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Wednesday, May 9, 2012

Review: The Dining Room

(photo from company website)

By Byron Toben
Director Jacqueline van de Geer has helped Westmount's Dramatis Personae group of talented amateurs stage its best production in years.
She wisely chose The Dining Room by prolific playwright A. R. Gurney (41 plays!) as its current  show at the historic Victoria Hall. Why wisely? The group has 12 actors and this drama, with its 18 scenes and 40 roles, allows each of them to shine as several meaningful characters. This may make life more hectic for the stage managers with many quick changing costumes, but gives each actor a chance to strut their stuff, which is what keeps non remunerative community theatre alive.
Gurney often works the terrain of uptight New England patriarchs and matriarchs challenged with changing times, as is prevalent in novelist John Cheevers' stories (and indeed, Gurney's fourth play was A Cheever Evening). The Dining Room, his eleventh, was a big success on Broadway in 1982.
In form, the play is reminiscent of Thornton Wilder's one act 1931 play The Long Christmas Dinner. In that play, nine decades pass as generations of one family grow, argue, and pass on as time fades into the then future, all around the same long table.
Here, there is also a beautiful long table over seven decades in a high-ceilinged dining room, but the inhabitants are usually unrelated families in each scene. Many of the luxurious props were loaned from Henrietta Anthony Antiques, a Westmount fixture since 1958.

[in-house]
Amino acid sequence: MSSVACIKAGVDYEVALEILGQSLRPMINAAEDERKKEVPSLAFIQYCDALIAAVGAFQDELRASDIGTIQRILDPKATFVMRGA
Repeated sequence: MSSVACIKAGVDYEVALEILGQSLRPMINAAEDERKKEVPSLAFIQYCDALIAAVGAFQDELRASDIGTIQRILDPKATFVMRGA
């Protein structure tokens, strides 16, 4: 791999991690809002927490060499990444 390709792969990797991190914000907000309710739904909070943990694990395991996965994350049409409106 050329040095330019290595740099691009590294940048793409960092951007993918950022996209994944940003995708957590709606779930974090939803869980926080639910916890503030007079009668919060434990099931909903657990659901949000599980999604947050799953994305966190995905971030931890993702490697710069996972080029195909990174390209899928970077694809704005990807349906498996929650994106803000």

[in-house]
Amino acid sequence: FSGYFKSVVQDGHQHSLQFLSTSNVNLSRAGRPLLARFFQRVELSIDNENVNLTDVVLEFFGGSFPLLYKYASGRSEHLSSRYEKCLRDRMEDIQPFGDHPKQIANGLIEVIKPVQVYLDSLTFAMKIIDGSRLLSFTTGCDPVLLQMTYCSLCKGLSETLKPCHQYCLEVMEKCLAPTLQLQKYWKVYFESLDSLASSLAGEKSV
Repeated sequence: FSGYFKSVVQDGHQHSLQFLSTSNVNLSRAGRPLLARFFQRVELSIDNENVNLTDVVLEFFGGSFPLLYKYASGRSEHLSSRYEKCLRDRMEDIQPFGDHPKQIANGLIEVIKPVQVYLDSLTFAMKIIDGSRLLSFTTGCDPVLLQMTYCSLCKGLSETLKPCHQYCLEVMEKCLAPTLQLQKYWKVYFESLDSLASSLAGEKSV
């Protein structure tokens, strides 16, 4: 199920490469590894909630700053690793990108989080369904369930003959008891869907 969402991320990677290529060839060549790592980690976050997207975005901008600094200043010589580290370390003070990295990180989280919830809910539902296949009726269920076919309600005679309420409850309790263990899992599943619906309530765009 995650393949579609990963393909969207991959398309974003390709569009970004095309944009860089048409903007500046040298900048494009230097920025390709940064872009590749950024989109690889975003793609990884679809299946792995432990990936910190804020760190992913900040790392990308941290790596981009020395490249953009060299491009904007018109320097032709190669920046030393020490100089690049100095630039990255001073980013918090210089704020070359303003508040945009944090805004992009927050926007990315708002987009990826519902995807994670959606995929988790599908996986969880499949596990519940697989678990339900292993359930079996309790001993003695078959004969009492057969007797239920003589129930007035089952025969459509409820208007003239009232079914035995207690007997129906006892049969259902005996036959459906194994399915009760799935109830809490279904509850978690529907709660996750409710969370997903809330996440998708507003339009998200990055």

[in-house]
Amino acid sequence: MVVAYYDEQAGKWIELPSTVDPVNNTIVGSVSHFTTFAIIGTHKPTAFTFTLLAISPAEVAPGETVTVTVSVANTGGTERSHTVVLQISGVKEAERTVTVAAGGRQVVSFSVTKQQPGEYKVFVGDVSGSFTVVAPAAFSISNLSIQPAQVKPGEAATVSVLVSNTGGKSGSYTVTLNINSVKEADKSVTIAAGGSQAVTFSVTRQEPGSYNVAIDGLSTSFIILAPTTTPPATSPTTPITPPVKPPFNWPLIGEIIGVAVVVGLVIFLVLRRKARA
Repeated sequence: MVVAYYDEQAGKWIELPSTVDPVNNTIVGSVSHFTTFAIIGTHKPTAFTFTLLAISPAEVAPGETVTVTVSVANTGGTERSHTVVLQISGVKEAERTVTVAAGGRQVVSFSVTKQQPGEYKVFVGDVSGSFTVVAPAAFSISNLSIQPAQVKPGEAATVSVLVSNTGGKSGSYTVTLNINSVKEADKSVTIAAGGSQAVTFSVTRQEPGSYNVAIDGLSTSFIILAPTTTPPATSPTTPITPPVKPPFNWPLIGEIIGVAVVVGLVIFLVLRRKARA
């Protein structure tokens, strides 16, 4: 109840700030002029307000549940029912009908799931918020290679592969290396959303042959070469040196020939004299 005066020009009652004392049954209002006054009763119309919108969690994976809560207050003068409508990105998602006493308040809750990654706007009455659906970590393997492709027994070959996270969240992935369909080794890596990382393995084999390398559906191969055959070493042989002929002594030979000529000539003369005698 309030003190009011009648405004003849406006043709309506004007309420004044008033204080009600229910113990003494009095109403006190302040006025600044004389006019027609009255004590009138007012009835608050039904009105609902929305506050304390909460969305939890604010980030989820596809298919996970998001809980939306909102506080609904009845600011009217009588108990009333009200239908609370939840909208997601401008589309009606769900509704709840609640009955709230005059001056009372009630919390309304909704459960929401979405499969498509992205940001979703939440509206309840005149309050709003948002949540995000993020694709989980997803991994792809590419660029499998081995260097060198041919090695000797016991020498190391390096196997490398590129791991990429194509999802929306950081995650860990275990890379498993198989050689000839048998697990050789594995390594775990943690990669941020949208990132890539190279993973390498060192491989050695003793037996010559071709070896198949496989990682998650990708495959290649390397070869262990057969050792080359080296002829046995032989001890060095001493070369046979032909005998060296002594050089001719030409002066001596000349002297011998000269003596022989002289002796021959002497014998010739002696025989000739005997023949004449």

All of the dedicated Dramatis Personae  performers were fine. As they were further aided by Mr Gurney's proven script and Ms. Van de Geer's deft touches, it is hard to mention any one as a stand-out. A sign of a good ensemble. Some memorable portrayals in this sometimes wistful, sometimes sardonic, always amusing script were:
Malcolm McRae as an overbearing father who criticizes the maid for not straining a seed from his orange juice in the 1930s
Harriet Dove as a mother hosting a birthday party for her six year old daughter when the father of one of the kids (a secret lover) arrives too early in the 1950s
Ellen Rubin as an architect pitching the division of the dining room into two smaller spaces for a psychiatrist client in the 1970s
Ann Elbourne as the Alzheimer afflicted mother of the clan at a Thanksgiving dinner in the 1970s and again as a WASP petty bourgeois matron shocked that she is the subject of an anthropological study of a dying culture in the 1960s.
Edward Wong, both as a child peeved at his nanny leaving the household in the 1940s and again, as a grizzled grandpa being hit up for money by a young nephew in the 1960s. Grandpa bemoans the changing times and opines that in the future, “Some Irish guy or even a Jew will be sitting at this dining room table listening (to the pleas) of his own grand kids”
The stoic dining room table listens to all these varied tales and, despite its rather wooden acting style, manages to tell us, with strains of decade-appropriate music, the secrets of the incredible vanishing Dining Room as the centre of the house.
One big complaint. This show had only four visitations and two of them were last week. The remaining two are both on Sunday May 13, 2pm and 8 pm. Reservations at or 514-484-2016

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